Russian Cybersecurity Chief, Klyushin, might face charges on US election meddling
Vladislav Klyushin, the founder of a Russian cybersecurity company, has been accused of meddling along with the Kremlin, in the 2016 US elections, as reported by his lawyer, Oliver Ciric.
Klyushin was arrested in Switzerland in March when he went for a vacation with his family. He was arrested on the grounds of hacking US companies and stealing data. FBI investigators accused Vladislav and his accomplices of stealing confidential data from the US companies and using that to make millions off the stock market.
According to Swiss law, it is illegal to extract any person from the land of Switzerland if he is accused of any political crime. So the US justice department has requested his extradition on the grounds of data hacking.
Meanwhile, the legal team of Klyushin is fighting the extradition request on the grounds of the political nature of data hacking.
Switzerland had agreed to the extradition of Klyushin in June, but the legal team is still fighting their decision in its highest court.
Connection to Kremlin
Vladislav Klyushin is the founder of M13 company, which provides cybersecurity services to Russia and Kremlin’s government bodies. He is believed to be close to Alexei Gromov, the administrative official responsible for Kremlin’s control over media.
Gromov, 61, was sanctioned by the US in April for seeking “to exacerbate tensions in the United States by discrediting the 2020 US elections process”.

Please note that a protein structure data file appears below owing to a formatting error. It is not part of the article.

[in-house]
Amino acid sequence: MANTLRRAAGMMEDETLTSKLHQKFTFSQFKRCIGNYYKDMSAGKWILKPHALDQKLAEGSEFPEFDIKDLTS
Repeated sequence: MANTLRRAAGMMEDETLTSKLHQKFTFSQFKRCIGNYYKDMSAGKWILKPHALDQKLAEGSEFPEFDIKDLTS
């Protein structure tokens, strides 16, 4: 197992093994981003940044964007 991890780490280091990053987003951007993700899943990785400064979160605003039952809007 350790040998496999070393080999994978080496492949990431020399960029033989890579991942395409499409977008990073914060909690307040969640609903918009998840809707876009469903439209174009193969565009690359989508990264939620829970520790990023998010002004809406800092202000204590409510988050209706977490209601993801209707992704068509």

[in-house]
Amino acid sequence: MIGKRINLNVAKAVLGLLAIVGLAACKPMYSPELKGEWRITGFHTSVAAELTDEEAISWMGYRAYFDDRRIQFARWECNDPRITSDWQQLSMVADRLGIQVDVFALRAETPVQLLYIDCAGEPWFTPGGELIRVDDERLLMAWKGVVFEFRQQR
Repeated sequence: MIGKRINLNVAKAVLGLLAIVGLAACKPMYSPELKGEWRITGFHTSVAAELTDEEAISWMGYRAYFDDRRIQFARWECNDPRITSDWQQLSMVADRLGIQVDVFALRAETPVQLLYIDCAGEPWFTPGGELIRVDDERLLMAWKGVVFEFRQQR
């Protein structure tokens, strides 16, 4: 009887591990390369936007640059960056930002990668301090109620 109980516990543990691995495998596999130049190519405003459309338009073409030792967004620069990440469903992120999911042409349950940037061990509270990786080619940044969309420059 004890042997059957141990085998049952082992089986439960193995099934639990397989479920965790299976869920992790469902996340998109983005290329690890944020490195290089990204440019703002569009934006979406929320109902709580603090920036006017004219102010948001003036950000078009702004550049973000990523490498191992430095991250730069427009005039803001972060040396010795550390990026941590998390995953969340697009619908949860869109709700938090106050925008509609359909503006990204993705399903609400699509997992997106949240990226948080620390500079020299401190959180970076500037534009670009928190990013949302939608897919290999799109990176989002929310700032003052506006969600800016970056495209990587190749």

Russia’s unsuccessful attempt
The attempts of Russia to secure the extradition of Vladislav to his own country have been unsuccessful. Russia’s bid to Switzerland was recently rejected. Reasons cited by the country are still unknown, but according to Swiss, “the facts described in the request are not punishable under Swiss law”.
Although Klyushin has not been publically charged by the US with hacking, one of the GRU agents indicted by the US court is also a co-defendant in the insider trading case, according to a copy of an affidavit provided to The Times by a source. Ivan Yermakov, 35, is said by Washington to be a member of the Fancy Bear hacking group, a GRU cyber-unit that is also alleged to have targeted the German and Norwegian parliaments, as well as Nato. He is also a senior official with Klyushin’s M13 company, Ciric said. He is thought to be in Moscow. The MI3 company was recently awarded a 295 million rouble (£2.9 million) state contract to monitor messaging services and social media for discussions of a political nature, including about opposition groups in the run-up to next month’s parliamentary elections, the Open Media website reported.
Accusations on Vladislav Klyushin
US has indicted Vladislav and his accomplices of hacking into the computers of Democratic Party officials and state election administrators.
Investigations were carried out by the US cybersecurity team, CrowdStrike, and accusations of Russian involvement quickly followed. The firm concluded the involvement of Cosy Bear and Fancy Bear, the hacking groups linked to Russia’s Foreign Intelligence Service and GRU military intelligence.
In 2018, special counsel Robert Mueller filed charges in Washington against 12 alleged Russian GRU officers for hacking the DNC and Clinton’s campaign.